Marek's of the visceral type is characterized by widespread involvement with lesions commonly seen in gonads, liver, spleen, kidney and occasionally heart, lungs and muscles. The disease is often acute, with apparently healthy birds dying very rapidly with massive internal tumors. The disease may appear in broiler-age birds but the most severe losses occur in replacement pullet flocks prior to onset of egg production.
The neural type of Marek's is typified by progressive paralysis of the wings, legs and neck. Loss of body weight, anemia, labored respiration and diarrhea are common symptom. If lesions are present, they are confined to the nerve trunks and plexes enervating the paralyzed extremities. Frequently no gross lesions can be observed.
Ocular (eye) leukosis or "gray-eye" is usually seen in early maturity. Morbidity and mortality are usually low but may approach twenty-five percent in some flocks. It is characterized by the spotty depigmentation or diffuse graying of the iris in the eye. The pupil develops an irregular shape and fails to react to light. Emaciation diarrhea and death follow.
Skin leukosis produces the most severe losses in broilers. The losses result from high condemnations at the processing plant. Enlargement of the feather follicles due to accumulations of lymphocytes is the typical lesion. This is the most infective virus since it is produced in the regions of the feather follicles and is shed with the skin dander.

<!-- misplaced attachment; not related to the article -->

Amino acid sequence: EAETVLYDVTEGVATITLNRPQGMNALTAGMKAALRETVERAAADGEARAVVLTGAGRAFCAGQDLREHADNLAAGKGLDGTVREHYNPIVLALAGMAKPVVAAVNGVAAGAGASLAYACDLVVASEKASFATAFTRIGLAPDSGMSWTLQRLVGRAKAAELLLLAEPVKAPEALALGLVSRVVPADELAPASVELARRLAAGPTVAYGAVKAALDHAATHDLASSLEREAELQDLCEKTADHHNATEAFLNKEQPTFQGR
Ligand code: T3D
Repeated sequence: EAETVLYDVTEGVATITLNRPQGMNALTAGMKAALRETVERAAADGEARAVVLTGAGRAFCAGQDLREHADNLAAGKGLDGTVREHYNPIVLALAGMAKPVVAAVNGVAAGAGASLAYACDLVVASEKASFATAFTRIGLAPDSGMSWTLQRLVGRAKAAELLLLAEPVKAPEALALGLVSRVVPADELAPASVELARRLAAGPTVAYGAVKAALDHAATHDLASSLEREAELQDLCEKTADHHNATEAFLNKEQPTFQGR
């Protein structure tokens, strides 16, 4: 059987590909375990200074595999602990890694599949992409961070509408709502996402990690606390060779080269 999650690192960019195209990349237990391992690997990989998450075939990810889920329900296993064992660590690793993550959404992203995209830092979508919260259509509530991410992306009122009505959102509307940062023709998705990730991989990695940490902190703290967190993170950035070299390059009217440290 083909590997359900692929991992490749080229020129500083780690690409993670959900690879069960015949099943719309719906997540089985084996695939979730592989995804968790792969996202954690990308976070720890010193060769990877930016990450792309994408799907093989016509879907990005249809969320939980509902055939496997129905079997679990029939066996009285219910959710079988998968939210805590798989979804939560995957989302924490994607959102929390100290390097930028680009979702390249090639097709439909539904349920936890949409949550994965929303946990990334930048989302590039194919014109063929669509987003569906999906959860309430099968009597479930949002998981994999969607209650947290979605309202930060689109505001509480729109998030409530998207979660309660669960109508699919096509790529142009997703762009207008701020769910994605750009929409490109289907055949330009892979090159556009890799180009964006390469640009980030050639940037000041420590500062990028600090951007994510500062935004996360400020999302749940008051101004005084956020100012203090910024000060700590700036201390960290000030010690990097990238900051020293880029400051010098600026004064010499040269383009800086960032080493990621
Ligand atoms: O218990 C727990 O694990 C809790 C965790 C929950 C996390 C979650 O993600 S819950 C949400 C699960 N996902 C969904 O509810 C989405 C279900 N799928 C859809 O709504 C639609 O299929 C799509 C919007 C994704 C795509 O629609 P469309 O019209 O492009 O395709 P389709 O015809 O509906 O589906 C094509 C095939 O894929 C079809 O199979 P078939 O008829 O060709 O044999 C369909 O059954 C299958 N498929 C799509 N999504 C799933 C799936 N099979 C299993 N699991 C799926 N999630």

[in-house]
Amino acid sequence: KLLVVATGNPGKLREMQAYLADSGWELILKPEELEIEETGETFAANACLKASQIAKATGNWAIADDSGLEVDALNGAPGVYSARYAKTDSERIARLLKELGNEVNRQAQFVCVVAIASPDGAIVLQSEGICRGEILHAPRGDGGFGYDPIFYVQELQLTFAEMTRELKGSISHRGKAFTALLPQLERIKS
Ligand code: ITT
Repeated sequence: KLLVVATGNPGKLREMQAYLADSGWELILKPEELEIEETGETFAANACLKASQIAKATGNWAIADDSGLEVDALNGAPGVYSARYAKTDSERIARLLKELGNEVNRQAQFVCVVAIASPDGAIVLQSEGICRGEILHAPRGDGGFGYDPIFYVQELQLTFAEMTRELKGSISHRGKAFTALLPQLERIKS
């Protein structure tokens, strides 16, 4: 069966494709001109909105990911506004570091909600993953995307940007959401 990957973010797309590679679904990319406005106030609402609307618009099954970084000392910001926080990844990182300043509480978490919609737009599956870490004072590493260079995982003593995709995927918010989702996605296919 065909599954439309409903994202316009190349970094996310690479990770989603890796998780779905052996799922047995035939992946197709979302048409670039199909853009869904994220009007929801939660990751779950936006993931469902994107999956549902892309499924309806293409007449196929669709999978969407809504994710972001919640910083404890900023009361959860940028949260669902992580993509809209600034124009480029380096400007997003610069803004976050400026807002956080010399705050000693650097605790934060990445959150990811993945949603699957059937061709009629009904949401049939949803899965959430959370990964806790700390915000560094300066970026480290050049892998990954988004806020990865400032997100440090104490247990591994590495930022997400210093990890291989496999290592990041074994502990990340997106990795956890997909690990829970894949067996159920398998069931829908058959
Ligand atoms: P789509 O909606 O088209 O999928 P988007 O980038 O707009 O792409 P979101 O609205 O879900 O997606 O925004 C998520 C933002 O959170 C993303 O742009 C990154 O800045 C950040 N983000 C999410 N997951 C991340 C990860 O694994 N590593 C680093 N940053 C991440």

Acute Marek's disease can be extremely rapid in its course, producing mortality in apparently healthy birds. However, in some cases the lesions may regress and clinically affected birds may make complete recoveries.
Diagnosis is based upon flock history and disease manifestations. Accurate diagnosis may depend on results of laboratory procedures. As is the case with lymphoid leukosis, there is no treatment for Marek's disease.
A vaccine is available that is extremely effective (90% +) in the prevention of Marek's disease. It is administered to day-old chickens as a subcutaneous injection while the birds are in the hatchery. Use of the vaccine requires strict accordance with manufacturer's recommendations in a sterile environment.

Online Help:
for those who have more questions just put them here and i'll try my best to answer all of your queries.  i hope i can somehow make a difference in your gamefowl endeavors.